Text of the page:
2.3 Logical/Physical Coherence
When developing large-scale software, it is essential that our logical and physical designs coincide in several fairly specific ways at every level of packaging. Perhaps the most fundamental property of well-packaged software is that all logical constructs advertised within the collective interface of a physical module or aggregate — e.g., component, package, UOR (section 2.2) — are implemented directly within that module. Software that does not have this property generally cannot be described in terms of a graph where the nodes represent cohesive logical content and the directed edges represent (acyclic) dependencies on other physical modules. We refer to such undesirable software as logically and physically incoherent.
For example, Component Property 3 (section 1.6.3) states that if a logical construct having external bindage is declared in a component’s header, then that component is the only one permitted to define that construct. Recall from section 1.9 that, knowing the logical relationships among classes contained within separate components having Component Property 3, we can reliably infer physical dependencies among those components. Arbitrary .h /.cpp pairs that do not fully encapsulate the definitions of their logical constructs unnecessarily make reasoning about the design (and organizational) dependencies substantially more complicated (e.g., the misplaced definition of the output operator for the Date class in Figure 1-46, section 1.6.3). We therefore require that whatever logical constructs a component advertises as its own are defined entirely within that component, and never elsewhere.
The same benefits of logical/physical coherence that we derive from individual components apply also to library software at higher levels of aggregation. Imagine, for example, that we have two fairly large logical subsystems that we call buyside and sellside. Each subsystem is composed of several classes. For this discussion, let us assume that each of the classes is defined in its own separate component, and that the dependency graph of the unbundled components is acyclic. Figure 2-13 shows what often happens when subsystems conceived from only a logical perspective materialize. Although the logical and physical aspects of these systems coincide, the cyclic physical nature of the aggregate design does not scale, and is therefore unacceptable (section 2.2.24).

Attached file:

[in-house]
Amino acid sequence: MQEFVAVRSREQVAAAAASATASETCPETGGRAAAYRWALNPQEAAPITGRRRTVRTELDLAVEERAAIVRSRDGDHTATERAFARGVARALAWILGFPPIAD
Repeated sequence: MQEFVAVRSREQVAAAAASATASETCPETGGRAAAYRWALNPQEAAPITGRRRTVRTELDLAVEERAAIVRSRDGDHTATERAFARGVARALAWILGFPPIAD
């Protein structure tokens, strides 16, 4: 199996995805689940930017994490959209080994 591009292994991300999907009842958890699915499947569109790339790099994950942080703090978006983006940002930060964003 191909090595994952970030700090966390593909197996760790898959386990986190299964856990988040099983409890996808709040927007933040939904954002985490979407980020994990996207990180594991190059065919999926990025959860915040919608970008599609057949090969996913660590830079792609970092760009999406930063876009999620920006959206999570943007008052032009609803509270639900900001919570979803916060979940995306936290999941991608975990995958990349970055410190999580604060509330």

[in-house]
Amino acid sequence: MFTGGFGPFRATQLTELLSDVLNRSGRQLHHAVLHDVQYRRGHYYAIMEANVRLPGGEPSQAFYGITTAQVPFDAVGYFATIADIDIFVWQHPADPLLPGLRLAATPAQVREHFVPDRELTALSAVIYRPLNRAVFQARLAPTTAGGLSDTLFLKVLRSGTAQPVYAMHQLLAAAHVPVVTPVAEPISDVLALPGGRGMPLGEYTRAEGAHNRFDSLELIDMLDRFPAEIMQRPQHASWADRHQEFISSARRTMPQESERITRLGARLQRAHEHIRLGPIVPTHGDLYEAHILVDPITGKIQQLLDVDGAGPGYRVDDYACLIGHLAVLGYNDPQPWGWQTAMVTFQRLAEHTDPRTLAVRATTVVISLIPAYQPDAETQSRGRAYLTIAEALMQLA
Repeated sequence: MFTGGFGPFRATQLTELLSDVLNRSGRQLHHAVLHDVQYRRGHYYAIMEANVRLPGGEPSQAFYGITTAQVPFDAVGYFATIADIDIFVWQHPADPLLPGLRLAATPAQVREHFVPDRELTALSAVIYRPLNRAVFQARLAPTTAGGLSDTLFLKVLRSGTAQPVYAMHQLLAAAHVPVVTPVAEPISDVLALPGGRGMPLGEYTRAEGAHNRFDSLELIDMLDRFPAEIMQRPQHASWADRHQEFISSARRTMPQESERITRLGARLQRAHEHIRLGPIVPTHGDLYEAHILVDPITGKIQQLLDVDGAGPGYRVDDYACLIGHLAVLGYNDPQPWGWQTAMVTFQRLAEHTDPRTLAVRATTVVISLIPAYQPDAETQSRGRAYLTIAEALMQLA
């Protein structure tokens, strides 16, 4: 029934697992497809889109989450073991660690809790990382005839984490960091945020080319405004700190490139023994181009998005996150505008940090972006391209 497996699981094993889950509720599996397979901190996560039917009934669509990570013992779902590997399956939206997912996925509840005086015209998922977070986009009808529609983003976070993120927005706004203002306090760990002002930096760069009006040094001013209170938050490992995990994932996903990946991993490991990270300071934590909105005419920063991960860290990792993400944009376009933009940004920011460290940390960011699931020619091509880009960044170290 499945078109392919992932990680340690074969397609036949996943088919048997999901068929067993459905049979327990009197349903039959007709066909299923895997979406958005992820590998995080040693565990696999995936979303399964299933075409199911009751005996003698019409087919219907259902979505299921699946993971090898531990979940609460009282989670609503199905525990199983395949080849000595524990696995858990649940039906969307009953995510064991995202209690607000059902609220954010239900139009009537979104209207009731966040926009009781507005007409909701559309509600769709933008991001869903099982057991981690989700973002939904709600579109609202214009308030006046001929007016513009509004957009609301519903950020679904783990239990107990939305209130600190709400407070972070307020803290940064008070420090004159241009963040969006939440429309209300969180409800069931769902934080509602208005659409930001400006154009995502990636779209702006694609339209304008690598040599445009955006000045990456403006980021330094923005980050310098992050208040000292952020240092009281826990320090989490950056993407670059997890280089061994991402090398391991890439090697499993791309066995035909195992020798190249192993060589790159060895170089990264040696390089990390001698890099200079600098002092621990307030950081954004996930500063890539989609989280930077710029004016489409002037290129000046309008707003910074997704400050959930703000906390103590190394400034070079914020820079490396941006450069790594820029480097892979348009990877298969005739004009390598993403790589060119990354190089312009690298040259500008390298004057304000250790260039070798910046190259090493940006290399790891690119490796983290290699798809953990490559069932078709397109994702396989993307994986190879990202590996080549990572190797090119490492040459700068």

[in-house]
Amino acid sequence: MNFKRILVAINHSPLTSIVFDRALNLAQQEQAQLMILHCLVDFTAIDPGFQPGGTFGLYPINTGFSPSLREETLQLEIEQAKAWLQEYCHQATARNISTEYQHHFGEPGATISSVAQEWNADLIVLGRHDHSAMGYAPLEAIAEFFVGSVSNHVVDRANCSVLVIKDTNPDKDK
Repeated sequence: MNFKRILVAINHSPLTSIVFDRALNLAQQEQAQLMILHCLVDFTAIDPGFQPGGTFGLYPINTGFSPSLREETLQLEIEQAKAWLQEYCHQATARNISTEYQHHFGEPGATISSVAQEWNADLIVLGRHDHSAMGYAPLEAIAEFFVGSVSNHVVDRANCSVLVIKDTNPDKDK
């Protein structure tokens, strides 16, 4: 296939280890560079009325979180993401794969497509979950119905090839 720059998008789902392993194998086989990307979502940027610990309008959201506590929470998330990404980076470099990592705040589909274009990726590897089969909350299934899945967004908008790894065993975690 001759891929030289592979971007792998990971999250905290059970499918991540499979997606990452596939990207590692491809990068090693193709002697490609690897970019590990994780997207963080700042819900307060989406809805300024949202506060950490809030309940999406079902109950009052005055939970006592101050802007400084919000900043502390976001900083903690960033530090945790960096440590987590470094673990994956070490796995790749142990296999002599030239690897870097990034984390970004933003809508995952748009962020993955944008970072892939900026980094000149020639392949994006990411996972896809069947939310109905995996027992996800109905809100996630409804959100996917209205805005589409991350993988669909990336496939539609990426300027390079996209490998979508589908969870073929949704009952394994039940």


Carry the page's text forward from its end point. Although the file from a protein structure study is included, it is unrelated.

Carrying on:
FIGURE 2-13: Cyclic physical dependencies (BAD IDEA)
Avoiding cyclic physical dependencies across aggregate boundaries is not only for the benefit of build tools, it also facilitates human cognition and reasoning. If all that were needed was to have two libraries where the envelope of component dependencies across aggregates was acyclic, then it would suffice to mechanically repartition these components as shown in Figure 2-14. But for software packaging to facilitate human cognition, in addition to being physically acyclic, the logical and physical aspects of a design must remain coherent.
FIGURE 2-14: Logical/physical incoherence (BAD IDEA)
Although the cyclic physical dependencies between the two libraries have been eliminated, the logical and physical designs have diverged. Now, neither logical subsystem is encapsulated by either physical library. As a result, our ability to infer aggregate physical dependencies from abstract logical usage — i.e., at the subsystem level — is lost. That is, if a client abstractly uses either the buyside or sellside logical subsystems, we must either know the details of that usage or otherwise assume an implied physical dependency on both libraries. Just as with cyclic physical dependencies, our ability to reason about logically and physically incoherent designs does not scale; hence, such designs are to be avoided.
Uniting the logical and physical properties of software is what makes the efficient development of large-scale systems possible. Achieving an effective modularization of logical subsystems is not always easy and might require significant adjustment to the logical design of our subsystems (see Chapter 3). As Figure 2-15 suggests, the reworked design might even yield a somewhat different logical model. Achieving designs having both logical/physical coherence and acyclic physical dependencies early in the development cycle requires forethought but is far easier than trying to tweak a design after coding is underway. Once released to clients, however, the already arduous task of re-architecting a subsystem will invariably become qualitatively more intractable, often insurmountably so.
FIGURE 2-15: Acyclic logical/physical coherence (GOOD IDEA)
Achieving logical and physical coherence along with acyclic physical dependencies across our entire code base is absolutely essential. In addition to ensuring these important properties, however, we will need a strategy that guarantees not just that the name of each architecturally significant logical and physical entity is unique throughout the enterprise, but that it can also be identified (and its definition located) just from its point of use, without having to resort to tools (e.g., an IDE). The following section addresses how we realize these additional goals in practice.